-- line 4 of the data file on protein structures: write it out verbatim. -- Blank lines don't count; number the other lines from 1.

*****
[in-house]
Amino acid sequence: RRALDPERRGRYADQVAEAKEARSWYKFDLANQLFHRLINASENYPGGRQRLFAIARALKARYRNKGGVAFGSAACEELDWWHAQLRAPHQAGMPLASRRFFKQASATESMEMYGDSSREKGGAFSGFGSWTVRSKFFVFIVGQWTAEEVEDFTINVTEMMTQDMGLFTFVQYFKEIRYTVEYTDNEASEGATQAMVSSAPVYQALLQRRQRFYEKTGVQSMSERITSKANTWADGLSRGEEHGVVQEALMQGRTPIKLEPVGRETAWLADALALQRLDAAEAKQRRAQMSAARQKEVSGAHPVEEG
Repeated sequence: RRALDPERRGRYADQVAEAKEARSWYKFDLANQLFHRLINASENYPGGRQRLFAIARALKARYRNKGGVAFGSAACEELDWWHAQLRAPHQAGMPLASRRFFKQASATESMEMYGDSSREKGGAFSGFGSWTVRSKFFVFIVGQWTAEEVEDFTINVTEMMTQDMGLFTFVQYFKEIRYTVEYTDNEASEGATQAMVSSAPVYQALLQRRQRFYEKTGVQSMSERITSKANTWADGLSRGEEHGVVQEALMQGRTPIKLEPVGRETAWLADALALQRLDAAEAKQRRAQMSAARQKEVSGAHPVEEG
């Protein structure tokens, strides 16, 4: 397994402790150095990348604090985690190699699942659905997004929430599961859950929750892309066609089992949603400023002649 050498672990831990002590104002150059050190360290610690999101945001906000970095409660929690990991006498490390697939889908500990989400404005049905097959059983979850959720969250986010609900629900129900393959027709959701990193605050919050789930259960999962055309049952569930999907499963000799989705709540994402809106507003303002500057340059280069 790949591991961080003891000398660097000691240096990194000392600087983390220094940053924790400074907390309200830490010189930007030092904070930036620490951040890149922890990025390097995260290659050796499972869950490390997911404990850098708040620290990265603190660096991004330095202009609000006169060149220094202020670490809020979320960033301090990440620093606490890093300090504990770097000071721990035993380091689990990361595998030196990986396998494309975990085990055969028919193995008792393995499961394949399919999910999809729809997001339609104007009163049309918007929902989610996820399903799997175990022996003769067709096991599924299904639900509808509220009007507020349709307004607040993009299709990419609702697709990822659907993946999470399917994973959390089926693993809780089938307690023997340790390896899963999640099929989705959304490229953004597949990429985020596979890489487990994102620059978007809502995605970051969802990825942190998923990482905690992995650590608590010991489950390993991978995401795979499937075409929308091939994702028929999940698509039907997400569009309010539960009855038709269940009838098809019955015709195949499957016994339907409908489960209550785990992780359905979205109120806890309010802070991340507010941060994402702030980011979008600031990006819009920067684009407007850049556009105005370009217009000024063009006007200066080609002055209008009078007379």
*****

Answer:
């Protein structure tokens, strides 16, 4: 397994402790150095990348604090985690190699699942659905997004929430599961859950929750892309066609089992949603400023002649 050498672990831990002590104002150059050190360290610690999101945001906000970095409660929690990991006498490390697939889908500990989400404005049905097959059983979850959720969250986010609900629900129900393959027709959701990193605050919050789930259960999962055309049952569930999907499963000799989705709540994402809106507003303002500057340059280069 790949591991961080003891000398660097000691240096990194000392600087983390220094940053924790400074907390309200830490010189930007030092904070930036620490951040890149922890990025390097995260290659050796499972869950490390997911404990850098708040620290990265603190660096991004330095202009609000006169060149220094202020670490809020979320960033301090990440620093606490890093300090504990770097000071721990035993380091689990990361595998030196990986396998494309975990085990055969028919193995008792393995499961394949399919999910999809729809997001339609104007009163049309918007929902989610996820399903799997175990022996003769067709096991599924299904639900509808509220009007507020349709307004607040993009299709990419609702697709990822659907993946999470399917994973959390089926693993809780089938307690023997340790390896899963999640099929989705959304490229953004597949990429985020596979890489487990994102620059978007809502995605970051969802990825942190998923990482905690992995650590608590010991489950390993991978995401795979499937075409929308091939994702028929999940698509039907997400569009309010539960009855038709269940009838098809019955015709195949499957016994339907409908489960209550785990992780359905979205109120806890309010802070991340507010941060994402702030980011979008600031990006819009920067684009407007850049556009105005370009217009000024063009006007200066080609002055209008009078007379």